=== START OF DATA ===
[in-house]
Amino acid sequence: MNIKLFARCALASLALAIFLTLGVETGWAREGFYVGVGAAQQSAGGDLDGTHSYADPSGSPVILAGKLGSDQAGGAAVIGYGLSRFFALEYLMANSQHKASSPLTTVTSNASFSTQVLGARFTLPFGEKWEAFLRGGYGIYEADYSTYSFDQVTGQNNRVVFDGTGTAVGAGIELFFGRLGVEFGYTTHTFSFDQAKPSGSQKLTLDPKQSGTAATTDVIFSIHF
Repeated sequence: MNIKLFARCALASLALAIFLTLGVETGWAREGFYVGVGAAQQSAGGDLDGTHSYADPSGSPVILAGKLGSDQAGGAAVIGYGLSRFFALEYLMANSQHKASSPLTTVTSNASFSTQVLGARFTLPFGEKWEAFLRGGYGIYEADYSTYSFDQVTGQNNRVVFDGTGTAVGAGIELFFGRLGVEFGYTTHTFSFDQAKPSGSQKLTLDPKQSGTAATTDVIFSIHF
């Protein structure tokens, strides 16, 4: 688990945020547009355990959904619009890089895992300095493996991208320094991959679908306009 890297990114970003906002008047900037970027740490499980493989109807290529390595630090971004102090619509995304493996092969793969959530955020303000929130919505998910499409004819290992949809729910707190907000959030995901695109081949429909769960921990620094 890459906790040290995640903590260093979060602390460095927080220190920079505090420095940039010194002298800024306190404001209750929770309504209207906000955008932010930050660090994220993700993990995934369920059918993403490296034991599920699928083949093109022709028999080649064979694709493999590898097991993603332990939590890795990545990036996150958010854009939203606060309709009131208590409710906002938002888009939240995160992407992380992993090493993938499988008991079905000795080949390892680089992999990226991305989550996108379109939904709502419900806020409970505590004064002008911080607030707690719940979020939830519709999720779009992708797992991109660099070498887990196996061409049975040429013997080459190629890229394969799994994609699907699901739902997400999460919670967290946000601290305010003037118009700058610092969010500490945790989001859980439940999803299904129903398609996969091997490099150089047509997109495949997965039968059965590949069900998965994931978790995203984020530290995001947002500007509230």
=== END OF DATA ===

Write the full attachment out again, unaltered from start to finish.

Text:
[in-house]
Amino acid sequence: MNIKLFARCALASLALAIFLTLGVETGWAREGFYVGVGAAQQSAGGDLDGTHSYADPSGSPVILAGKLGSDQAGGAAVIGYGLSRFFALEYLMANSQHKASSPLTTVTSNASFSTQVLGARFTLPFGEKWEAFLRGGYGIYEADYSTYSFDQVTGQNNRVVFDGTGTAVGAGIELFFGRLGVEFGYTTHTFSFDQAKPSGSQKLTLDPKQSGTAATTDVIFSIHF
Repeated sequence: MNIKLFARCALASLALAIFLTLGVETGWAREGFYVGVGAAQQSAGGDLDGTHSYADPSGSPVILAGKLGSDQAGGAAVIGYGLSRFFALEYLMANSQHKASSPLTTVTSNASFSTQVLGARFTLPFGEKWEAFLRGGYGIYEADYSTYSFDQVTGQNNRVVFDGTGTAVGAGIELFFGRLGVEFGYTTHTFSFDQAKPSGSQKLTLDPKQSGTAATTDVIFSIHF
């Protein structure tokens, strides 16, 4: 688990945020547009355990959904619009890089895992300095493996991208320094991959679908306009 890297990114970003906002008047900037970027740490499980493989109807290529390595630090971004102090619509995304493996092969793969959530955020303000929130919505998910499409004819290992949809729910707190907000959030995901695109081949429909769960921990620094 890459906790040290995640903590260093979060602390460095927080220190920079505090420095940039010194002298800024306190404001209750929770309504209207906000955008932010930050660090994220993700993990995934369920059918993403490296034991599920699928083949093109022709028999080649064979694709493999590898097991993603332990939590890795990545990036996150958010854009939203606060309709009131208590409710906002938002888009939240995160992407992380992993090493993938499988008991079905000795080949390892680089992999990226991305989550996108379109939904709502419900806020409970505590004064002008911080607030707690719940979020939830519709999720779009992708797992991109660099070498887990196996061409049975040429013997080459190629890229394969799994994609699907699901739902997400999460919670967290946000601290305010003037118009700058610092969010500490945790989001859980439940999803299904129903398609996969091997490099150089047509997109495949997965039968059965590949069900998965994931978790995203984020530290995001947002500007509230």